That Hong Kongers have pressed on, regardless — two million of them, more than a quarter of the city’s population, filling the streets in early June — is a testament as much to the gravity of the situation as to anything else. Their struggle is heroic, yes; doomed, probably; but mostly it is unavoidable. They simply have no choice.

It isn’t only or even mostly about the extradition bill, introduced in the city-state’s legislature in April, which would have exposed Hong Kongers who offended Beijing’s sense of what was right and proper — say, by publicly denouncing its abuses — to the threat of being spirited away to the mainland, there to disappear into the fog of the Chinese judicial system. What is illegal but not infrequent now — Beijing’s agents are not known for their punctiliousness about the law — would become both legal and, presumably, frequent.

That the bill has been shelved, but not withdrawn, is not, therefore, the issue. It is, rather, the broader campaign of subversion the Chinese government has mounted against the freedoms Hong Kongers were promised they would keep under the 1984 agreement by which control of the territory passed from Great Britain to China — the principle known as “one country, two systems,” supposedly to remain in force for 50 years after the handover in 1997.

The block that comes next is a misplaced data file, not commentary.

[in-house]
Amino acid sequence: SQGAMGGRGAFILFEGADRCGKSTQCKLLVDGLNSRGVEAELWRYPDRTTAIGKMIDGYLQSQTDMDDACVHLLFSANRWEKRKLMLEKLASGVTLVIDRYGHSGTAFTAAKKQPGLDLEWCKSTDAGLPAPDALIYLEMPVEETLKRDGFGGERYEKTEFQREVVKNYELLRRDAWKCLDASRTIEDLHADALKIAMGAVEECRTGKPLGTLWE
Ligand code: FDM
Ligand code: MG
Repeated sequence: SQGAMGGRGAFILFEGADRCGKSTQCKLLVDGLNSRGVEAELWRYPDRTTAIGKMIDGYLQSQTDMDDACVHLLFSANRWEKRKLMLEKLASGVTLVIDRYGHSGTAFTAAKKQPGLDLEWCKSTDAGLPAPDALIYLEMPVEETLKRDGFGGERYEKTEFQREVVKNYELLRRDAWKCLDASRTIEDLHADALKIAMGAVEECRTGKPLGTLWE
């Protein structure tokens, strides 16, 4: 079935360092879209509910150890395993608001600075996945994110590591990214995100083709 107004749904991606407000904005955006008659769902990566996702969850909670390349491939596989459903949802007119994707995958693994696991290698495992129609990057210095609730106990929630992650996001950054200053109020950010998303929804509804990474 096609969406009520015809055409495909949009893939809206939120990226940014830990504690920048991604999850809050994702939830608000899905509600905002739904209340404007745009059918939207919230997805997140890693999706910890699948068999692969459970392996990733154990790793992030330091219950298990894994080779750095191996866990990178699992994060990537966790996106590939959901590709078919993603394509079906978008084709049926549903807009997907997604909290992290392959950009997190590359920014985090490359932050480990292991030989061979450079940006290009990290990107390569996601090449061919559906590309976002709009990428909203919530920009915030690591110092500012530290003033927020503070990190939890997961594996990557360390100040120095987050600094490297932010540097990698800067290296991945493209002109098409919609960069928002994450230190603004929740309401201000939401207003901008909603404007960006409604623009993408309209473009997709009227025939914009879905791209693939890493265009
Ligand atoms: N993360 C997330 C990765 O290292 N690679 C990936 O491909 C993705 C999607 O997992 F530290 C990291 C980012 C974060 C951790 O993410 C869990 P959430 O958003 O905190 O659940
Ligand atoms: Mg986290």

It is true that Hong Kong, for all the liberty its citizens otherwise enjoyed, was never a democracy under British rule. Nevertheless the agreement stipulated, as part of the territory’s Basic Law (constitution), that both the executive and the legislature would “ultimately” be elected by universal suffrage. Instead, half the legislature are elected from so-called “functional constituencies” — professional or other special-interest groups, generally viewed as being under the thumb of Beijing — while the chief executive is chosen by a 1,200-member “election committee,” again under Beijing’s control.